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Book 3

My third book is released! Learn what you'll need to know in order to become an embedded engineer.

Book 2

Check out my second book; learn practical stuff about building robots and control systems around Linux PCs and the Atmel AVR.

Book 1

My first book gives you all the intro you need on developing 32-bit embedded systems on a hobbyist budget.

Day 17 - Brakes and Such

02/28/08 - I always pick the coldest days to start long-overdue work on the Scout. Grrrrr. As you can see from the tach of my slightly more modern Jeep daily driver, it was a balmy 19° Fahrenheit this morning when I HAD to go out and work on the truck.

To put things in perspective, it's 9 months since I last posted an update on this site, but not a whole lot has been happening - except that the truck has deteriorated some. The state safety inspection sticker expires tomorrow (yay leap years!), so I needed to get the vehicle spruced and ready to move to the inspection.

First attempt... no start. The battery was almost totally dead, so I charged it for a while - it had enough oomph to turn the motor over, but still no start, and it was pretty weak (not to mention bulged, which is something I hadn't noticed before). So I went to AutoZone and bought a nice new battery, plus new tie-down. Plenty of juice, but I knew this wasn't the root cause of my no-start problem; it's just something I did while I was thinking about how to troubleshoot.

Fast forward to today; it's zero hour. I took the day off work just to operate on the Scout. My goal was to get it running by the end of the day so I could drop it off at the service station and beat the inspection window.

The truck had been sitting for a while; look close at the driver-side picture and you'll see the little spikes are still on the TREADS of those new tires - not even ten miles on them. Hence my first thought was varnish in the carb. Opening the bowl, I did indeed find varnish, but the needle valve was clean. The bowl was also bone-dry despite my attempts to start the engine.

Turns out the gas filter was either clogged or iced up. Also, the filter end of the hose that runs from the gas pump to the carb was leaking again - probably due to high back pressure in the blocked filter. I really need to replace that piece of hose (should have done it when I replaced the smaller piece that runs to the carb), but it was just TOO darn cold today, and I don't have a heated work area. At winter temperatures, those neoprene hoses get way too stiff to slide easily over the barbed fittings; also, I need to get under the truck to pull off the gas pump end, and I'm not in the mood for lying on my back on the concrete in winter. So, as a temporary fix, I just cut about 1/2" of the rotted end off, and installed a new gas filter.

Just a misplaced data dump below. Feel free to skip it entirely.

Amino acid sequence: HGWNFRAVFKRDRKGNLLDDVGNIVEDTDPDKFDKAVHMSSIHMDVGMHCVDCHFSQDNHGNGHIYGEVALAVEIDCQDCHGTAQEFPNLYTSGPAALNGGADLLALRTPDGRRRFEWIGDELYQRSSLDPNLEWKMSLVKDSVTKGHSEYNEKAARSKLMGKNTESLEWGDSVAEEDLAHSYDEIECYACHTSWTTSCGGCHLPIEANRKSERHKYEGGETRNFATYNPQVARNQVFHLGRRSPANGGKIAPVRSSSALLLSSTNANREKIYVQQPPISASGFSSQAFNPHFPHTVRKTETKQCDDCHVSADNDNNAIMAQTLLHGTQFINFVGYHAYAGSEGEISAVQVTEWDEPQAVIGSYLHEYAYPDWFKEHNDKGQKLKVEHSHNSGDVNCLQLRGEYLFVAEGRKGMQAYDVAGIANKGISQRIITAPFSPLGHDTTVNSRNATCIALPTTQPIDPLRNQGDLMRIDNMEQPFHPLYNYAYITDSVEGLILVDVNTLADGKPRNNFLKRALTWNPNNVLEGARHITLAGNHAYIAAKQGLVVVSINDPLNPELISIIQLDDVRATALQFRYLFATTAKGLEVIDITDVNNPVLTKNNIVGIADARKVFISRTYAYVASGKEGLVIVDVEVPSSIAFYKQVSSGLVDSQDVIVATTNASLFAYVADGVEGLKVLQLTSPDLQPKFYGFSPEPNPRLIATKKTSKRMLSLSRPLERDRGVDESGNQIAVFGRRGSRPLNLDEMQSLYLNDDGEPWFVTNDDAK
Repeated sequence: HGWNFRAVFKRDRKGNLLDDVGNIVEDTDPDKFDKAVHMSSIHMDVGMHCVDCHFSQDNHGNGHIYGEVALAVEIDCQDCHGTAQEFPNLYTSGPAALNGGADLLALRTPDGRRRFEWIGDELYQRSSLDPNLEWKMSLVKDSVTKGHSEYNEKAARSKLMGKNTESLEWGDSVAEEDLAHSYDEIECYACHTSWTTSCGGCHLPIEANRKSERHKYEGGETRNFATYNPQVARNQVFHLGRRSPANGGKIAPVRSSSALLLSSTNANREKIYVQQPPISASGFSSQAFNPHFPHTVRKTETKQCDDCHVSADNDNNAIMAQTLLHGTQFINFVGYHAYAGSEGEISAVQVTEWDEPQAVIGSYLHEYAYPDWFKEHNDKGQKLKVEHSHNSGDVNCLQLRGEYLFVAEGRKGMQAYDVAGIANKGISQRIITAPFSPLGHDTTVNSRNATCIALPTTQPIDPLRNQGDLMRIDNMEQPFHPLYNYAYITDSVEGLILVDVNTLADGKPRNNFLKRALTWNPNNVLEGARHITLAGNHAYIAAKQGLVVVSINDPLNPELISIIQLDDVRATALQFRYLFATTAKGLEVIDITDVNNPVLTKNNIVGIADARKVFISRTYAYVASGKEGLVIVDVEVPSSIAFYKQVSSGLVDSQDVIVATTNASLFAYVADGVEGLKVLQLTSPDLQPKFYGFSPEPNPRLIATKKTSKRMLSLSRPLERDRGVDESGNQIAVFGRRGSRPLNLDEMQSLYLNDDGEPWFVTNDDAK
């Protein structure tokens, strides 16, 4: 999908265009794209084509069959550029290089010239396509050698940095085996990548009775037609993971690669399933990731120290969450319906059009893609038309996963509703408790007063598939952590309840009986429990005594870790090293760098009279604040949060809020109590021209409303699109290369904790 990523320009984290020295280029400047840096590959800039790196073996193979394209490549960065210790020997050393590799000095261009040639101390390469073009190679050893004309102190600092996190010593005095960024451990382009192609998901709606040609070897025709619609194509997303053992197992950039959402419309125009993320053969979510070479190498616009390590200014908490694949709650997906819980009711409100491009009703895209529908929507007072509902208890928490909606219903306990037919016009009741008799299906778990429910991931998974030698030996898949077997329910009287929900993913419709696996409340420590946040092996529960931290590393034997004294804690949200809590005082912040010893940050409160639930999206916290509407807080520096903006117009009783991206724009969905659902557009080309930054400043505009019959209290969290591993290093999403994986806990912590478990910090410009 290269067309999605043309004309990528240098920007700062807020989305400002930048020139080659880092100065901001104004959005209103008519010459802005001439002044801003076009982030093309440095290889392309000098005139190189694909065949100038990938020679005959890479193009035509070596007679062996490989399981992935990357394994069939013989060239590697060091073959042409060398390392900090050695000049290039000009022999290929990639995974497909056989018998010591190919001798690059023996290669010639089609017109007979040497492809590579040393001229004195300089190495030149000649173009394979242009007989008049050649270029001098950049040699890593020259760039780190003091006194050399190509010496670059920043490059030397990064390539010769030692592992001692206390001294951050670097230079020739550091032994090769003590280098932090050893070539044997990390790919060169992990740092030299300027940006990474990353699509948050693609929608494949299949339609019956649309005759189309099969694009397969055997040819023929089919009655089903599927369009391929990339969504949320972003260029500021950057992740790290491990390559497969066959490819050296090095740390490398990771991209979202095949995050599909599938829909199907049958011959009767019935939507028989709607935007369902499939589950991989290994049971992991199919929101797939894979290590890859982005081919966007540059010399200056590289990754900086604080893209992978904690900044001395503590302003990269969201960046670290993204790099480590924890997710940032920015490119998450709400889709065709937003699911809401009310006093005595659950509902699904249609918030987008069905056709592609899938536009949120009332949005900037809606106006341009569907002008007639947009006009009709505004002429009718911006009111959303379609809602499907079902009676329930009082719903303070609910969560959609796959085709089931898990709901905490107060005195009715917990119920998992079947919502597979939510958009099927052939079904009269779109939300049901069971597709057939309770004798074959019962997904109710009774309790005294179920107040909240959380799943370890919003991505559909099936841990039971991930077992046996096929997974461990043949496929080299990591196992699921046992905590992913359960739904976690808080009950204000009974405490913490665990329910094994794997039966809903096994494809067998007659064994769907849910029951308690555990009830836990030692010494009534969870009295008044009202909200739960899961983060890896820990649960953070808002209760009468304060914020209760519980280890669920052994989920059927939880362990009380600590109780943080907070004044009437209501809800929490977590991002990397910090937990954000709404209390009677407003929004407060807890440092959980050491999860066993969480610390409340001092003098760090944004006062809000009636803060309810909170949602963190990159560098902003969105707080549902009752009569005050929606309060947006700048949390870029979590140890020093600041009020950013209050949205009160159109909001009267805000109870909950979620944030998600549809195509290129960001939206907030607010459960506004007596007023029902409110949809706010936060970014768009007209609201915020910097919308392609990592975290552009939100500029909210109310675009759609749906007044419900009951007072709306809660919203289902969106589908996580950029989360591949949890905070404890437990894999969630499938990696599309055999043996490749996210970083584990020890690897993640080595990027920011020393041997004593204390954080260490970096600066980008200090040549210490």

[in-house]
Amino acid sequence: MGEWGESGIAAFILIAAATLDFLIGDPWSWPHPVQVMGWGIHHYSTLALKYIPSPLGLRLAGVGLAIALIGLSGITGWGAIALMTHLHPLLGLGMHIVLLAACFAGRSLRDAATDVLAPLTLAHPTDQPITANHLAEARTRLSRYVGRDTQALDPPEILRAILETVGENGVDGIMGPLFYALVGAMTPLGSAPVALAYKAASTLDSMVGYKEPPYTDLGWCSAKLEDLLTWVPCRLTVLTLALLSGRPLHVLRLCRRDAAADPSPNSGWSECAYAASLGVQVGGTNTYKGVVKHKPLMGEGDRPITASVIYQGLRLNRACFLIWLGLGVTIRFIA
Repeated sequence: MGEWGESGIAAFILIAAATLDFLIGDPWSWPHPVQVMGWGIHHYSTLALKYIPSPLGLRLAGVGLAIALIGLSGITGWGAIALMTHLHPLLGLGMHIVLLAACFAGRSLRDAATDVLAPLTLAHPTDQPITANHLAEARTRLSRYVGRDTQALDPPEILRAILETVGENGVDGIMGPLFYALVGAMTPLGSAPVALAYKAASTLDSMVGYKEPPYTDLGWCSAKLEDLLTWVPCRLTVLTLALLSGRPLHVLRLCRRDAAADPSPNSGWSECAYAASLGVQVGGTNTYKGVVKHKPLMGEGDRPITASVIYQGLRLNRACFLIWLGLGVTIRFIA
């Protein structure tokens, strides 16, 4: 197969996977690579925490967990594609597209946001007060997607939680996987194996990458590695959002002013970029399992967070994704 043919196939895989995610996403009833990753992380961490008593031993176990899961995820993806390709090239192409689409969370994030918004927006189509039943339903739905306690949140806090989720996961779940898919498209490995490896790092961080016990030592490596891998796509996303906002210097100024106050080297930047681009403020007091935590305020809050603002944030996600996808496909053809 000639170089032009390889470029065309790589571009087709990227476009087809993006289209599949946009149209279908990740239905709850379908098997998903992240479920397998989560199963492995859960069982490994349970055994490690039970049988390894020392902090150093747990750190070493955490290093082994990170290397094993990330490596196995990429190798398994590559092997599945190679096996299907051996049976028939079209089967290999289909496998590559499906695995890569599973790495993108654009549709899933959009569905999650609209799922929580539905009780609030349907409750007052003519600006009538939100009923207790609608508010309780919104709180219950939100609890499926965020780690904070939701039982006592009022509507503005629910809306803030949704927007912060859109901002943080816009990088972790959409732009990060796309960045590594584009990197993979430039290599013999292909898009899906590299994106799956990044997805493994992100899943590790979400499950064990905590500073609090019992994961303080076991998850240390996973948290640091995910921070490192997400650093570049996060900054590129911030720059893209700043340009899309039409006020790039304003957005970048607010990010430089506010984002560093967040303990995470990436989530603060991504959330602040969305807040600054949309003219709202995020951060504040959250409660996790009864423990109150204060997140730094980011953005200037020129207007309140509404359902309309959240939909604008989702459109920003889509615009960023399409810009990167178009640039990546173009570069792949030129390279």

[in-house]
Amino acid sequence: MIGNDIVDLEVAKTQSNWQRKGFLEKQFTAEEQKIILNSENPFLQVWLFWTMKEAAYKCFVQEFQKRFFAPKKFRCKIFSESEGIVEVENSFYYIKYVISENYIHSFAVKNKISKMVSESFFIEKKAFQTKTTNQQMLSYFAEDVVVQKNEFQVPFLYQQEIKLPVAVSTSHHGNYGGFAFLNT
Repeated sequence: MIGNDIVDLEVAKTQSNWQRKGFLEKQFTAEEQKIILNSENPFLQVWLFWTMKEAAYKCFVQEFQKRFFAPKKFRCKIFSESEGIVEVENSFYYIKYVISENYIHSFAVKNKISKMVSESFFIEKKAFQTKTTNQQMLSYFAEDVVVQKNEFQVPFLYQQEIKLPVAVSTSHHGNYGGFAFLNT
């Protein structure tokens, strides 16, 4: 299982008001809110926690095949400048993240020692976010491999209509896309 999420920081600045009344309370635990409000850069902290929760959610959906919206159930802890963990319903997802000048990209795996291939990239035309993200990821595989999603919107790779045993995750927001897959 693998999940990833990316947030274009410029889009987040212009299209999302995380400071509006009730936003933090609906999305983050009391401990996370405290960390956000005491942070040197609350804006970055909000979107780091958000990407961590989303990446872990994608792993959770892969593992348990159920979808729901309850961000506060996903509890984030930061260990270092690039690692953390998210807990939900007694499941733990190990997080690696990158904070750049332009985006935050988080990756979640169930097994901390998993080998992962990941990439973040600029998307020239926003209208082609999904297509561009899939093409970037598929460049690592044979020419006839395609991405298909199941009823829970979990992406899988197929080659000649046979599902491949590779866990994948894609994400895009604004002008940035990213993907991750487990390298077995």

Fingers crossed... choke out a little... turn the key and... BINGO! Purring like a cat! 35lbs of air in each tire, and I was ready to go. Lucky I had a spare 12V gel-cell lying around from an old robotics project to run that compressor - the cigarette lighter in the Scout doesn't seem to be connected (or maybe the +ve contact is just corroded). So the good news is, I got the truck running in less than two hours' fiddling. Five minutes later, the Scout was sitting in the local service station waiting to be inspected.

The bad news is, ten minutes after I dropped it off, I got "the call"... bad brakes and lots of bad news there. The funny part about this is, about a year ago I asked this same station for a quote on replacing all the brake lines, and the guy told me "Ah, it doesn't look so bad; let's just wait until something breaks". I guess we got to that point at last!

I went over and looked at the truck on the lift - they weren't lying. The hoses have leaks in them where they run through the metal clamps that hold them into the chassis. One of the rear brake drums has a hole rusted in it; all of the drums are badly corroded. All the shoes need replacement. The hardlines are rusted beyond belief and leaking in a couple of places. That wheel where the original seller said "that brake comes on first for some reason" turns out to have a broken shoe. None of this is a real surprise, of course - replacing all this has been on my to-do list almost since Day 1, but I WAS kinda hoping not to have a jackpot deadline situation to deal with.

Worse news. I have spare front drums already, but they're the wrong size; they're 9". Turns out my front drums are 10x2" and the rear drums are... wait for it... 11x2 1/4"! I can't find them anywhere except Super Scout Specialists who want $180 for them; OUCH.

To cut a long story short, I ordered new brake hoses from Anything Scout. At the same time I posted a question to their helpline - and within a few minutes they had emailed a reply, fixed up my order for the brake hoses (I'd ordered slightly wrong stuff), and while I was replying to their email they called me to discuss my needs. Great service, guys! I got four used, but turnable drums, plus a set of new brake hoses, for a bit over $400. The service station is sending all 8 shoes out for re-facing. So I guess the whole job is going to cost around $750. and all original content herein is © Copyright 2007 by Lewin A.R.W. Edwards. "" is a trademark protected under U.S. and international law. Infringement or attempted dilution of the intellectual property rights held by Lewin A.R.W. Edwards will be prosecuted to the fullest possible extent.